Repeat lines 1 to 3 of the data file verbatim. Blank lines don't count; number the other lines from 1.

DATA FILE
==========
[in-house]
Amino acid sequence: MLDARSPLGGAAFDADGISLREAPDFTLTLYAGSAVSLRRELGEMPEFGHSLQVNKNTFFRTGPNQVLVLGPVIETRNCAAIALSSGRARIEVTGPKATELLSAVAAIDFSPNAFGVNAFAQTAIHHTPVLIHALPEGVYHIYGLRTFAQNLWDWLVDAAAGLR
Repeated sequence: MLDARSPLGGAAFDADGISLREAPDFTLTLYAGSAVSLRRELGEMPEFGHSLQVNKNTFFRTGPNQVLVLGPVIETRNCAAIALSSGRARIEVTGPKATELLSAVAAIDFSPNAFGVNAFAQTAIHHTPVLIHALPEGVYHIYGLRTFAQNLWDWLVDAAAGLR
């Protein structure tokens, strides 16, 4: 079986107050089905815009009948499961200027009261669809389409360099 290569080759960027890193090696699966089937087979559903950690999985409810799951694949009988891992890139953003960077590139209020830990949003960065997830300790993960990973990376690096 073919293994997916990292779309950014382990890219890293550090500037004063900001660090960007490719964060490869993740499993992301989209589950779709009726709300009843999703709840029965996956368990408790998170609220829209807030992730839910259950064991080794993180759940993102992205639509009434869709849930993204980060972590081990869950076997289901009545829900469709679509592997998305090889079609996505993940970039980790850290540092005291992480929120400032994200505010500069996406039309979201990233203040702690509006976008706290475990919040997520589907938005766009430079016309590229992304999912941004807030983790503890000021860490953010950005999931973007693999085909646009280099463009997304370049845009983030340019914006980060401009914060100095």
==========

[in-house]
Amino acid sequence: MLDARSPLGGAAFDADGISLREAPDFTLTLYAGSAVSLRRELGEMPEFGHSLQVNKNTFFRTGPNQVLVLGPVIETRNCAAIALSSGRARIEVTGPKATELLSAVAAIDFSPNAFGVNAFAQTAIHHTPVLIHALPEGVYHIYGLRTFAQNLWDWLVDAAAGLR
Repeated sequence: MLDARSPLGGAAFDADGISLREAPDFTLTLYAGSAVSLRRELGEMPEFGHSLQVNKNTFFRTGPNQVLVLGPVIETRNCAAIALSSGRARIEVTGPKATELLSAVAAIDFSPNAFGVNAFAQTAIHHTPVLIHALPEGVYHIYGLRTFAQNLWDWLVDAAAGLR